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The parametric workflow

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The parametric workflow compared with a traditional JPEG workflow


The figure below illustrates the processing made by the ASIC (Application Specific Integrated Circuits) in the camera when creating a JPEG. It's no small feat, obviously...


We can make several observions about the signal path. One observation is that there are several points in the processing pipeline where information is lost or artifacts can be created:

  • The demosaic stage normally can introduce moiré patterns or loose sharpness
  • Color interpretation uses color temperatureas input, once this is applied some colors are irrevocably lost
  • Sharpening can add artifacts
  • Conversion to a small color space throws away colors falling outside that color space

It's also obvious that a single JPEG cannot fit all purposes equally well.

  • For print we need a high resolution image with pretty agressive sharpening and preferably a large color space.
  • For WEB we need low resolution images, probably in sRGB color space.
  • Slide show may represent a different challenge.

The parametric workflow

In the parametric workflow we keep the original image and have a "recepie" how to process it. So the image is only rendered on the fly when needed.

This has multple benefits:

  • All information from the original image is kept
  • Output can be optimized for the actual purpose
  • The original data are much more compact than any of the normal formats used for processing images, like TIFF or PSD.
  • If better methods are developed for handling the raw image, these methods can be applied at any time
  • There may be different recepies for a single image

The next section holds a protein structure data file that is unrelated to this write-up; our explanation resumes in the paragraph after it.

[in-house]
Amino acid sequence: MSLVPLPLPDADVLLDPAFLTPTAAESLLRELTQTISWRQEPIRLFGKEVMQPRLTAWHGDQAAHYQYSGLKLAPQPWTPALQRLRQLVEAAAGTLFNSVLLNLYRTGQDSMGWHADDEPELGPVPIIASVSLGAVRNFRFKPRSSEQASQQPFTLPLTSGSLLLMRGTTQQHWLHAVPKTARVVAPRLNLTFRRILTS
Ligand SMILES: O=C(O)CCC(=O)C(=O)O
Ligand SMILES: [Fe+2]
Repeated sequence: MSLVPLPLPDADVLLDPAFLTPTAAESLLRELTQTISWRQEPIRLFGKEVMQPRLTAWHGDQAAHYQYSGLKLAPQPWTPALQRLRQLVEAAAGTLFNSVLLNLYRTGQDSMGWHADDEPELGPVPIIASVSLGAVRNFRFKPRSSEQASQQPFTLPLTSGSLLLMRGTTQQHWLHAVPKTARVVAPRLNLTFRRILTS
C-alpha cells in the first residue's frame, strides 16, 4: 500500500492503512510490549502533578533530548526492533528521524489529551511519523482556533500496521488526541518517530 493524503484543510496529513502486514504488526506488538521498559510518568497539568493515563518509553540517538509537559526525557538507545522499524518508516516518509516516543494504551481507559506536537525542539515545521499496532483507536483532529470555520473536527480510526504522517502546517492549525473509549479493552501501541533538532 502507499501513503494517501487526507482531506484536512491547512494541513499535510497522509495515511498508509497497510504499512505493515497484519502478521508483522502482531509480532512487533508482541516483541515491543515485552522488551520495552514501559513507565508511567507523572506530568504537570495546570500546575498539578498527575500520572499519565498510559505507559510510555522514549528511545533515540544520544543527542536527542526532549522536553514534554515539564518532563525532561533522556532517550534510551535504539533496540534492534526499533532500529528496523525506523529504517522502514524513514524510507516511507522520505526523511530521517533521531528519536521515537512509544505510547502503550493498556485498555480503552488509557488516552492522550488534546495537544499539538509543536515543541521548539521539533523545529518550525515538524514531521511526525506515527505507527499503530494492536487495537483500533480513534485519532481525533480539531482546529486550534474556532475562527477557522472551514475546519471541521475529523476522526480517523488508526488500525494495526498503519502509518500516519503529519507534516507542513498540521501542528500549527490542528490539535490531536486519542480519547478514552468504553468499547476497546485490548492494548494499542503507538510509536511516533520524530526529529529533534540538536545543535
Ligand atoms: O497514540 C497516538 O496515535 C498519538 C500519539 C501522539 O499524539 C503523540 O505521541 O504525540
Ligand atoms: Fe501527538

Digital Asset Management and parametric workflow

DAM and prametric workflow are not really related. On the other hand, the same companies that invented the parametric workflow also have choosen to integrate parametric processing with DAM functionality.  As it happened the first product having parametric editing and DAM capability was Apple's Aperture. Adobe was at that time developing something called Shadowland, but was not really enthusiastic about introducing it to the market, possible because they assumed that it could cannibalize sales of Adobes Photoshop product. The introduction of Apple's Aperture caused Adobe to turn around and release Shadowland to the public as the first "public beta' of Lightroom.

Can parametric workflow replace Photoshop?

The asnwer is both yes and no. Parametric workflow is not a "pixel level thing". At present a lot of things are missing at least from Adobe Lightroom, like correction of distortion or keystoning. These could be added quite easily, the reasons that it has not been done are probably  "political", Adobe wants us to buy Photoshop. There may be other alternatives to Lightroom and Aperture, like the new promised version of Bibble Pro.

  • DxO Optics Pro has much of what is missing from Lightroom. Kan correct chromatic aberration, distortion and keystoning but lacks essential DAM capabilities. It's also more of a traditional raw-converter producing TIFFs than a parametric workflow engine.
  • Bibble labs Bibble Pro 5.0 will be a challenger when it reaches a usable release, it does add early stage correction to the pixel processing pipeline, layer based parametric edits and DAM capability.

What's wrong with TIFFs?

Any raw converter can produce TIFFs, what's wrong with TIFFs? Actually quite a lot!


  • TIFFs are fat. Raw files have 12 or 14 bit's information for each pixel, TIFFs need 48 bits of information to hold exactly the same data.
  • TIFFs are normally intermediary files. so if yo change the TIFF you also need to change all your edits. If we assume that we work in  Lightroom:
    • We need to re export the file
    • We need to reopen it in Photoshop
    • We need to repeat all our edits
    • We need to re save the file
  • In Lightroom we just move the slider. We still need to regenerate our slide show or webpage, but don't need to start Photoshop and do extensive edits.

Advantages and disadvantages of different workflows

The in camera based JPEG workflow


  • Fast minimal work
  • Supported by really good hardware
  • Careful about resources


  • Information is lost, no way going back
  • Good but not optimal
  • Esy to make really bad mistakes

Parametric workflow


  • In a sense optimal. All data available all the time,
  • Actually quite good efficiency reagrding storage place.


  • More work, shooting the pictures is half the effort.
  • You need to decide what colours you want. How green is the grass?












Last Updated on Wednesday, 16 June 2010 21:40  


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